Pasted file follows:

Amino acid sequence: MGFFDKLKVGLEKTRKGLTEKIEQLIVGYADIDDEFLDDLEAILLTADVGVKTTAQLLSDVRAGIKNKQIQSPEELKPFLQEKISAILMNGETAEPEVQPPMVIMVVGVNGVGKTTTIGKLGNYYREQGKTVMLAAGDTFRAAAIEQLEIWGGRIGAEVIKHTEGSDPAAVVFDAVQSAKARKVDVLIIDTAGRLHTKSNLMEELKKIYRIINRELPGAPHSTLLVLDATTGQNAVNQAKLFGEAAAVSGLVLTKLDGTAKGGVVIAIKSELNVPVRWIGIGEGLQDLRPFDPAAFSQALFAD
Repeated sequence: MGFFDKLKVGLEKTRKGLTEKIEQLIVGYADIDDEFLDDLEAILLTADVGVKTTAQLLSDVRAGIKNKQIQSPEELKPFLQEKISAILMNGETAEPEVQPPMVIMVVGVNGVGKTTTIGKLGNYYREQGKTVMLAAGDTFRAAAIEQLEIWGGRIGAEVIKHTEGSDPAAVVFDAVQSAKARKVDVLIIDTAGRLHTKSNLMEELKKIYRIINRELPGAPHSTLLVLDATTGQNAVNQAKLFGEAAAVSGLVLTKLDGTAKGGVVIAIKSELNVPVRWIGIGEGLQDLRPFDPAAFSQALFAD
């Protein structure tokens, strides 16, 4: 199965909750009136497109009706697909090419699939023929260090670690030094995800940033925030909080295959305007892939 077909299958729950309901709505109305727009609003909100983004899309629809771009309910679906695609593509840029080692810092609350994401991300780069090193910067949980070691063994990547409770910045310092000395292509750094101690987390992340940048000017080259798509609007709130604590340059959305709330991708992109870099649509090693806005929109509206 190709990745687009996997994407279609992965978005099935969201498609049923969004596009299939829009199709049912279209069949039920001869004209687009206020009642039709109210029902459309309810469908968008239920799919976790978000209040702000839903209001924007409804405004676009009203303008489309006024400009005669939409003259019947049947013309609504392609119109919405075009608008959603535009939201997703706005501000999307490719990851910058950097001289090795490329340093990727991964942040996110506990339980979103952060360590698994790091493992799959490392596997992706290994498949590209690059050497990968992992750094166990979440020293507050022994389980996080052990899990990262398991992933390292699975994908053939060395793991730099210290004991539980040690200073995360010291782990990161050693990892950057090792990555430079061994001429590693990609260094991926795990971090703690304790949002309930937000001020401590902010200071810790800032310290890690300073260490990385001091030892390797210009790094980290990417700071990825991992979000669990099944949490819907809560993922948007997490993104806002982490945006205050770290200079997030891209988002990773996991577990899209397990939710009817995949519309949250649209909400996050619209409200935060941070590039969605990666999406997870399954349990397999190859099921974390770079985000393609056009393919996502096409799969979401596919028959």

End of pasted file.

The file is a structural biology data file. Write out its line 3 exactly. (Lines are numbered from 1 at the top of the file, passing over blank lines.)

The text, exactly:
């Protein structure tokens, strides 16, 4: 199965909750009136497109009706697909090419699939023929260090670690030094995800940033925030909080295959305007892939 077909299958729950309901709505109305727009609003909100983004899309629809771009309910679906695609593509840029080692810092609350994401991300780069090193910067949980070691063994990547409770910045310092000395292509750094101690987390992340940048000017080259798509609007709130604590340059959305709330991708992109870099649509090693806005929109509206 190709990745687009996997994407279609992965978005099935969201498609049923969004596009299939829009199709049912279209069949039920001869004209687009206020009642039709109210029902459309309810469908968008239920799919976790978000209040702000839903209001924007409804405004676009009203303008489309006024400009005669939409003259019947049947013309609504392609119109919405075009608008959603535009939201997703706005501000999307490719990851910058950097001289090795490329340093990727991964942040996110506990339980979103952060360590698994790091493992799959490392596997992706290994498949590209690059050497990968992992750094166990979440020293507050022994389980996080052990899990990262398991992933390292699975994908053939060395793991730099210290004991539980040690200073995360010291782990990161050693990892950057090792990555430079061994001429590693990609260094991926795990971090703690304790949002309930937000001020401590902010200071810790800032310290890690300073260490990385001091030892390797210009790094980290990417700071990825991992979000669990099944949490819907809560993922948007997490993104806002982490945006205050770290200079997030891209988002990773996991577990899209397990939710009817995949519309949250649209909400996050619209409200935060941070590039969605990666999406997870399954349990397999190859099921974390770079985000393609056009393919996502096409799969979401596919028959």